In my continuing venting of frustrations related to the current state of affairs of the patent system in our country, I was turned onto some very interesting statistics by my friend Chris Graham at Dechert. (Despite his mean looking picture, he’s actually a really nice guy).
Chris’ partner, James Elacqua put together a presentation regarding litigation surround patents, with a particular look at business method patents (which I abhor).
So with full credit to Jim and with thanks to Chris for passing along, here are some interesting numbers.
1. Patent cases filed has nearly doubled in the last ten years. Today, nearly 3000 cases are filed a year.
2. Direct costs (not including man hours lost, and costs related to losing one’s patent) for these cases (assuming more than $25m is at stake) are $5m for the median case, up 10x from the 1980s. If we use just the median case, these patent cases have direct costs of $15,000,000,000 per year.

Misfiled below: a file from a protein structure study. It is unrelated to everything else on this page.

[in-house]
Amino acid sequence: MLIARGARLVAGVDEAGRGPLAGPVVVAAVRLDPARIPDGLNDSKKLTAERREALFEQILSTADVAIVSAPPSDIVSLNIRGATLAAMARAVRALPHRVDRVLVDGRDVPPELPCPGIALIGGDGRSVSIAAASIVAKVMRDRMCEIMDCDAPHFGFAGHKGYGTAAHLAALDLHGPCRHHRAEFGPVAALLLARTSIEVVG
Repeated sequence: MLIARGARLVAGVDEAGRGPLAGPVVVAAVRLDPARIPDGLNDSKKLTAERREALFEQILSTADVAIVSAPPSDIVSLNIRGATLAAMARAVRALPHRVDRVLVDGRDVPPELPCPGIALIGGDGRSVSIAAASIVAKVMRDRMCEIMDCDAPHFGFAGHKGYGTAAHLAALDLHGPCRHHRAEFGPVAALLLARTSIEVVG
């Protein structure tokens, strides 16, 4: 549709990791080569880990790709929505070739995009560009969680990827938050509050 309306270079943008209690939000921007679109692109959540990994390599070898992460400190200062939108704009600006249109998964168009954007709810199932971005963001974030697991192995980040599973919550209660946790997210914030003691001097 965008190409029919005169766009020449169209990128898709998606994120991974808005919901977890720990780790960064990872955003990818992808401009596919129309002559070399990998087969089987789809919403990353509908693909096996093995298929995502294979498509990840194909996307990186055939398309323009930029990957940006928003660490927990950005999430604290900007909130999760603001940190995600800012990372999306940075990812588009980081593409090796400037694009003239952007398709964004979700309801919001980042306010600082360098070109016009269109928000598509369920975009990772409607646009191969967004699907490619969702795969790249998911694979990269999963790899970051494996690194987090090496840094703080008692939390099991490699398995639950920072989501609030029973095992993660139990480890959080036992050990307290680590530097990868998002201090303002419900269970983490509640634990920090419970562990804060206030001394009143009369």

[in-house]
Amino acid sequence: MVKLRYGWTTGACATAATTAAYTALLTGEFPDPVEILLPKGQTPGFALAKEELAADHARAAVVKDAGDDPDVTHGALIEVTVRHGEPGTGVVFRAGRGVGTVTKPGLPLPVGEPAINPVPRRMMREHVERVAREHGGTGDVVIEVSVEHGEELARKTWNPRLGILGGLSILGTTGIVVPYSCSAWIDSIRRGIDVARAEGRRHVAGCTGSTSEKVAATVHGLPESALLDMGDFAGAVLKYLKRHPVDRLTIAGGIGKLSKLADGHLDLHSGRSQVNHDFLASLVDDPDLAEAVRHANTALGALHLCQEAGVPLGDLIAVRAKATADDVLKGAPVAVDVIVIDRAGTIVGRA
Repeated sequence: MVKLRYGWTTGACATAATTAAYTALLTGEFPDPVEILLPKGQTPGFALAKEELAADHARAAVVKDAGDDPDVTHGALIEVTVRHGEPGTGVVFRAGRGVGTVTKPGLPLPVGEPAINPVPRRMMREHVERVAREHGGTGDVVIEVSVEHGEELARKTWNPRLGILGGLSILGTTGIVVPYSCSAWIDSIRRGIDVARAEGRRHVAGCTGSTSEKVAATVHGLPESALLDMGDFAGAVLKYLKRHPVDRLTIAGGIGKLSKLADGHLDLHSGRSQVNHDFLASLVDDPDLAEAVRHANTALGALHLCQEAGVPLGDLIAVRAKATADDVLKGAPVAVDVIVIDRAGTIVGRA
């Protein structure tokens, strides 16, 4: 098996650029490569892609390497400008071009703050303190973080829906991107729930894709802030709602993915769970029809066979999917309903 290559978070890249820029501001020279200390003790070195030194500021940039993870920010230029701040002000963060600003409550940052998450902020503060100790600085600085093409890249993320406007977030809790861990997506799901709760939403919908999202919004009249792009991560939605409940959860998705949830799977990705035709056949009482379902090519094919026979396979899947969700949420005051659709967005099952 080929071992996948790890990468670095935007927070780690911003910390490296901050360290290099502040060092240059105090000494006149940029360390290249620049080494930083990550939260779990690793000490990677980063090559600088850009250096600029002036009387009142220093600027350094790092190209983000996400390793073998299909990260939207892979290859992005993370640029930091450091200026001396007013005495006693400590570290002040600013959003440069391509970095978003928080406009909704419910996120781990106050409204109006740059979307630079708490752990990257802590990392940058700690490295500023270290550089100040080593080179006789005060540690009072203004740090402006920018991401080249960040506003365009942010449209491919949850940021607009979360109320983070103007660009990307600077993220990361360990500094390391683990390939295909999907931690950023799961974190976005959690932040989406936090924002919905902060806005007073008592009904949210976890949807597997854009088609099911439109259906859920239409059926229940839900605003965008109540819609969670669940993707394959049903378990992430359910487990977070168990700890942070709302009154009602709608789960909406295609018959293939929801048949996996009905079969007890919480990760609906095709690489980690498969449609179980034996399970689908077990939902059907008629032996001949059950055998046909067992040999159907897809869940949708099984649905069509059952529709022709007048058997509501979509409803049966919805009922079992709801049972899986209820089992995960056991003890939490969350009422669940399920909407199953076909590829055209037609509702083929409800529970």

3. Amount of jury versus bench trials have doubled in the past decade, now standing at 43%. If you’ve ever been on a jury, think about which ones that you’ve been on that you think are capable of really understanding a patent case.
4. Of course, jury trials normally return 8x the damages that bench trials do.
5. Business method patent filings are on the rise and applications are far outpacing issuances. When the PTO says it is overwhelmed with applications, this might have something to do with it.
Unfortunately, I don’t see a short term fix for any of this, especially after attending a debate last week at the DNC where Obama and McCain camps debated potential changes to the patent systems. Neither side impressed me having a clear vision of how we are going to better our system, although there was plenty of rhetoric and mudslinging around. Sigh…